This article, based upon a SlideShare document with a few additions, is a bit on the thin side. The author starts with the ultra-simple idea that a user with a laptop can select an internal or external webcam as the video source. This is a great point, and well worth noting since an internal webcam tends to be quite lame. A good quality, external webcam can provide much better quality video. My current favorite is the Logitech C920.
He then makes a great leap to using an external video switcher to allow live switching between multiple video sources. While both are valid options, what he describes represents a rather dramatic leap from $0 to thousands-of-dollars.
There is in fact a middle option, which is the approach that we’ve be using for the VoIP Users Conference. You can use a software-based production tool to handle a variety of video sources right within your computer. There are a few different programs that fit this role. Some are inexpensive, or even free. More professional tools of this sort may cost a few hundred dollars.
In 2013 Dr. Schulzrinne was inducted into the Internet Hall Of Fame. The following clip is his acceptance speech from that ceremony. I offer it in the hope that it will help inspire some good questions.
The technical part of this weeks exercise will involve the use of Jitsi Video Bridge (http://jitsi.org) to host the call instead of our usual G+ Hangout. Thus we’ll be taking a pure, open source, WebRTC approach to things. Given a limited number of seats on the Jitsi video bridge they are by invitation only.
To allow more people to watch the call the Jitsi Video Bridge feed will be live streamed to our YouTube channel*. http://youtu.be/-pfXBE2POxo
Jitsi Video Bridge has a newly implemented ability to dial out to a SIP URI. This is how we’ll be interconnecting with ZipDX. Since both JVB and ZipDX support the Opus codec that will be a good quality connection.
Interactive, if audio-only, participation in the call will be possible by connecting to ZipDX via SIP URI (email@example.com)
The prior two installments in this series dealt with interconnecting an audio conference bridge and a Google+ Hangout-On-Air. The Hangout-On-Air allows a limited number of interactive participants with no connectivity to the PSTN. The audio conference allows audio-only participants, including both access via the PSTN and direct SIP connections. The combination allows more people to participate, which is ideal. The fact that it supports HDVoice is also great.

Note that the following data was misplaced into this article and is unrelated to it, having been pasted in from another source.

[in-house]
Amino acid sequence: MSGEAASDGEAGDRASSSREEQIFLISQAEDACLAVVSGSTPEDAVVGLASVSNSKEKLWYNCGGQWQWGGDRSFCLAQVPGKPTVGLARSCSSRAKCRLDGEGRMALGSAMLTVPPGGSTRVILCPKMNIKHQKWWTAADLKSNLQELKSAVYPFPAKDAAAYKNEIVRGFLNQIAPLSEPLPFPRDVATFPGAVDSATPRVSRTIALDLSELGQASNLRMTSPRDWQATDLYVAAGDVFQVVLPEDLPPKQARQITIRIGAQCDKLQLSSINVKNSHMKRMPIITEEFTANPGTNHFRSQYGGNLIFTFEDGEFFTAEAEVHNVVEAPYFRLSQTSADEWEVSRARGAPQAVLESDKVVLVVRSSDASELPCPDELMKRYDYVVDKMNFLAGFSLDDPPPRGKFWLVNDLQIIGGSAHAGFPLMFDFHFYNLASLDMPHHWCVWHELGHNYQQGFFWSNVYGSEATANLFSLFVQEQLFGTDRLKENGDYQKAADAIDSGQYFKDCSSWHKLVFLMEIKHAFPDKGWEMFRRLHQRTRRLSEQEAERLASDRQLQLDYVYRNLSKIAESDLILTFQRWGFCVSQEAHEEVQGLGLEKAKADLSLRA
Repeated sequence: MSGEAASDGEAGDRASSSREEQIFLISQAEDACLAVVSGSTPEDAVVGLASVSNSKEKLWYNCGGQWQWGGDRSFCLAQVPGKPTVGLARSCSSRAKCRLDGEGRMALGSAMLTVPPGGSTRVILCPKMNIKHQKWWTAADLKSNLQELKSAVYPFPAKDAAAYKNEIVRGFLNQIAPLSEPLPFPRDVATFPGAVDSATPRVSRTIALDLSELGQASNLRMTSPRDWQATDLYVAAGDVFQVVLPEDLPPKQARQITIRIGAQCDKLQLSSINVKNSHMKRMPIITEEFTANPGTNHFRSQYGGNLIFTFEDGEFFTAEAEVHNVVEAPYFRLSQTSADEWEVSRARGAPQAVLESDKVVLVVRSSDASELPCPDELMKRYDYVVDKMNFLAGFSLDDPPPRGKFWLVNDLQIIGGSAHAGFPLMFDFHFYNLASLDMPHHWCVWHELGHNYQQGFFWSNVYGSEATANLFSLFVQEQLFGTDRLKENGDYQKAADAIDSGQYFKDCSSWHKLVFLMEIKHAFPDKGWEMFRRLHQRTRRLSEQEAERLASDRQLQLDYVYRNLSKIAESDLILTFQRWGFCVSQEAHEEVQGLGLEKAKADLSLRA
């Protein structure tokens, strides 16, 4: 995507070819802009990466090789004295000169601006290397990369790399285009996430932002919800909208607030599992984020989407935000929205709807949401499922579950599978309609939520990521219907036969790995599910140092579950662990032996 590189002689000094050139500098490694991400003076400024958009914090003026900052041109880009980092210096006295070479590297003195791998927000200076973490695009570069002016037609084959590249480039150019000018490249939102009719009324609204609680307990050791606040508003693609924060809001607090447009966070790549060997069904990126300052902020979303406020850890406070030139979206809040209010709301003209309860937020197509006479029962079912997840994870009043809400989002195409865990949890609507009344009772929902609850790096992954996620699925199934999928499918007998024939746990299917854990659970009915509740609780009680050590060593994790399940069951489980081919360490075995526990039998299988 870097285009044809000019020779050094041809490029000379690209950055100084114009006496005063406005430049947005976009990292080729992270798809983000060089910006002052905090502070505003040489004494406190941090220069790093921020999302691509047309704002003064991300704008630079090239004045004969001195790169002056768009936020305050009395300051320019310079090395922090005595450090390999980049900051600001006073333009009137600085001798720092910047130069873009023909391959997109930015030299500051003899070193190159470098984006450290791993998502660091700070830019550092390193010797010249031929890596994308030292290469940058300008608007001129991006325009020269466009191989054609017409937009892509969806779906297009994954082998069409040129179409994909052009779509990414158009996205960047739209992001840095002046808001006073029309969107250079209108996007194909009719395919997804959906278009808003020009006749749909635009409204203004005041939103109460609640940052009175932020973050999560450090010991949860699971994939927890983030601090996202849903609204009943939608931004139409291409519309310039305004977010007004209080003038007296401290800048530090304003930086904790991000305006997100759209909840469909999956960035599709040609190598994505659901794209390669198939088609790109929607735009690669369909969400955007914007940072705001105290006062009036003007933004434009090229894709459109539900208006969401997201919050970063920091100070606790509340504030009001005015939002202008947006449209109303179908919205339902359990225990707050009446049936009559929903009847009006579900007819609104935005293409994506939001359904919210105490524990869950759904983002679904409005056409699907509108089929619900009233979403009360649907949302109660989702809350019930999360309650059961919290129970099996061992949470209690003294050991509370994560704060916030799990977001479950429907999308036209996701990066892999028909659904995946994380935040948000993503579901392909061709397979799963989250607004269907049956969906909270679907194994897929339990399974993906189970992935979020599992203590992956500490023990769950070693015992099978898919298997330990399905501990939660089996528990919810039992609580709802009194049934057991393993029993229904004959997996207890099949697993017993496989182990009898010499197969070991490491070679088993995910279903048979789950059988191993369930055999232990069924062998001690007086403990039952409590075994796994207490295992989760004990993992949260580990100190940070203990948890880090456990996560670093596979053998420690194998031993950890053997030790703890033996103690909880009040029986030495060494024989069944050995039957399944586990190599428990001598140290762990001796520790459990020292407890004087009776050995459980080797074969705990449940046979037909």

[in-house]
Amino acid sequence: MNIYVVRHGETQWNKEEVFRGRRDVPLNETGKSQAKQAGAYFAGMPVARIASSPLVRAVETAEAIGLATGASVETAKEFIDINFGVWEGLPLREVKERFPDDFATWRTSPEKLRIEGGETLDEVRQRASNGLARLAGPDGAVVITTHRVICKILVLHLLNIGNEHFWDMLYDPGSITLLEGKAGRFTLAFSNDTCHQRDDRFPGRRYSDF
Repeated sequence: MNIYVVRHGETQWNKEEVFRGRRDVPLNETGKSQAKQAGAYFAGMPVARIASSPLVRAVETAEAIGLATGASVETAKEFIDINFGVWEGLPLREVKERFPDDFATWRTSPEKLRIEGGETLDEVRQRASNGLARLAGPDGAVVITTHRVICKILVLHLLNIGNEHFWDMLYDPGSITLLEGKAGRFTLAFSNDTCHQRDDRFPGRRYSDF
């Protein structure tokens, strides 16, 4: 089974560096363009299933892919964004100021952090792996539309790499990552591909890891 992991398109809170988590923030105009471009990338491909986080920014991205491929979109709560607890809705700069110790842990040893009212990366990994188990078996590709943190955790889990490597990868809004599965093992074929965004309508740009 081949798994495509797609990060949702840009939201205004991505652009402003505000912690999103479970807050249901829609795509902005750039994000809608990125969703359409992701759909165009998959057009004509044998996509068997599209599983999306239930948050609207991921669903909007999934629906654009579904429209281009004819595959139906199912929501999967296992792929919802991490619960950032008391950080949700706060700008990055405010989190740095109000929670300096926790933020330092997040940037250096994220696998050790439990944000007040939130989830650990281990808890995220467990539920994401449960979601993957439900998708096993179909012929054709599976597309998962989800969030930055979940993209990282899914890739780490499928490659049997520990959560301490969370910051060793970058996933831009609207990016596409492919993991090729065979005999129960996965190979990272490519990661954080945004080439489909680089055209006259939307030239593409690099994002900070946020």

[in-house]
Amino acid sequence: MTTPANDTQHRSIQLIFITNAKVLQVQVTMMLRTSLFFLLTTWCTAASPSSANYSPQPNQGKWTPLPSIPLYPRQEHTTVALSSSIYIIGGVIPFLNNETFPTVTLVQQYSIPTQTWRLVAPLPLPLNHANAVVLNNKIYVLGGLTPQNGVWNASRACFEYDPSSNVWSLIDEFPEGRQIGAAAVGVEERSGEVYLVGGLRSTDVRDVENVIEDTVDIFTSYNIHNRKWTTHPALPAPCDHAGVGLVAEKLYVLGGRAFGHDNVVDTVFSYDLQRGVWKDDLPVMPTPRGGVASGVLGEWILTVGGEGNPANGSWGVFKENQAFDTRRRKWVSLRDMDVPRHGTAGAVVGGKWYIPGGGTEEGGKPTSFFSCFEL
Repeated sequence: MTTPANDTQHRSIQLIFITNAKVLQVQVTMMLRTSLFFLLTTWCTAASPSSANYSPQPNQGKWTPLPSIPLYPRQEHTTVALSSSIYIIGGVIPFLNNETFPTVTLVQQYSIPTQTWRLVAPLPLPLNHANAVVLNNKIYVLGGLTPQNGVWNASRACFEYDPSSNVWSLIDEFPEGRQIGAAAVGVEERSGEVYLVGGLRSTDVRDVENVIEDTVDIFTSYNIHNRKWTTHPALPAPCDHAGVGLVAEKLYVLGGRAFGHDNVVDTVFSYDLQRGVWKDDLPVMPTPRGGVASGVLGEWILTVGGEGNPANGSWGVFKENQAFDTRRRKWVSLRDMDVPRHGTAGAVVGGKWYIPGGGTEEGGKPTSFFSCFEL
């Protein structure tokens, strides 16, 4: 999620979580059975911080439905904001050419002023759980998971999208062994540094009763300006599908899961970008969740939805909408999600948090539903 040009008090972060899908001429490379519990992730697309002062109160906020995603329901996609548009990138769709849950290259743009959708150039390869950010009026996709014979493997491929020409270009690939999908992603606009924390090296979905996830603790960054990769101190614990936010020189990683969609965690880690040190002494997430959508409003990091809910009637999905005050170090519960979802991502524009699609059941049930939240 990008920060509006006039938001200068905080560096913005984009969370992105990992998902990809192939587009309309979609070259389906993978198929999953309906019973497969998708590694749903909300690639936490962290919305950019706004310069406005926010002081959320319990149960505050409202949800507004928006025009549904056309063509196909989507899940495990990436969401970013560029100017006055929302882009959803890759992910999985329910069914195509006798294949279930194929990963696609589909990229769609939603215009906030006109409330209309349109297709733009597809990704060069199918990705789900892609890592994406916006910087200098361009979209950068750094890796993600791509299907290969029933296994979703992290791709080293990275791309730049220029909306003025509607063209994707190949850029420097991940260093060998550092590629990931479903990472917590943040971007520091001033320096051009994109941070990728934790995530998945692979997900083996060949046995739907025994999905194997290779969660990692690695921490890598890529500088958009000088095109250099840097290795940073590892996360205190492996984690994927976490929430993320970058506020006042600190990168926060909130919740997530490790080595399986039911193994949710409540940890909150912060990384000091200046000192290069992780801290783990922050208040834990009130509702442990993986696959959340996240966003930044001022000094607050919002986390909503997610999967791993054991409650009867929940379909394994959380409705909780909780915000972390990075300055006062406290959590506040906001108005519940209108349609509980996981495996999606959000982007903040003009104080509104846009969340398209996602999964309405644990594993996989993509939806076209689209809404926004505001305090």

Nice as that solution is, it hasn’t addressed another facet of how we’ve been doing VUC calls. I’ve been struggling with an arrangement for adding production audio to the call along with my own participation. By “production audio” I mean things like a pre-recorded opening or closing, or anything else that might enhance the presentation.
The P710e is a USB connected desktop speakerphone like many others before it. In addition to USB connectivity it sports a Bluetooth radio, allowing it to be paired to up to 8 different devices. It can act as a stand for a cell phone or tablet, so you can enjoy high-quality hands-free audio for video calls without your arm going numb or giving your partner shaky-cam inspired motion sickness.
I have had one of these devices for the past couple of months and found it very useful. So much so that I’m working on a full-length review, although that’s still likely a week or two down the road.
– Michael “End Point” Graves
P.S. – If you’re the sort who likes to be prepared you can check out my past experiences with portable speakerphones here:
That summer someone at Polycom introduced me to David Frankel, CEO of ZipDX, quite likely the very first commercial HDVoice conference service. It was only natural that I would invite David to a guest appearance on a VoIP Users Conference call to talk about HDVoice.
David’s initial appearance on a VUC call was on November 7th, 2008. That first experience went so well that from January 23rd, 2009 ZipDX became the sole conference bridge used to host VUC calls.
In May 2009 I attended the first of Jeff Pulver’s HDVoice Summits in NYC. At that summit it was noted that the weekly VUC calls were likely the single most accessible public example of HDVoice in-use.
While it’s true that I live in Texas where football is elevated in status beyond almost everything else, in this case the “huddle” is not about football. Vaddio is a manufacturer of audio & video conference hardware based in Minnetonka, MN. Best known for their range of PTZ cameras, they have a diverse product offering that addresses media applications from broadcast to places of worship and corporate meeting spaces.
This coming Friday, January 17th, Vaddio will be joining the VUC to introduce us to their new Huddlestation. The Huddlestation is a new product that aims to address the needs of smaller meeting rooms for video conference capability, while also tapping into the BYOD trend. It’s essentially a USB-attached camera+sound bar+microphone module for use with a HDTV. You may recall that I have mentioned it once before.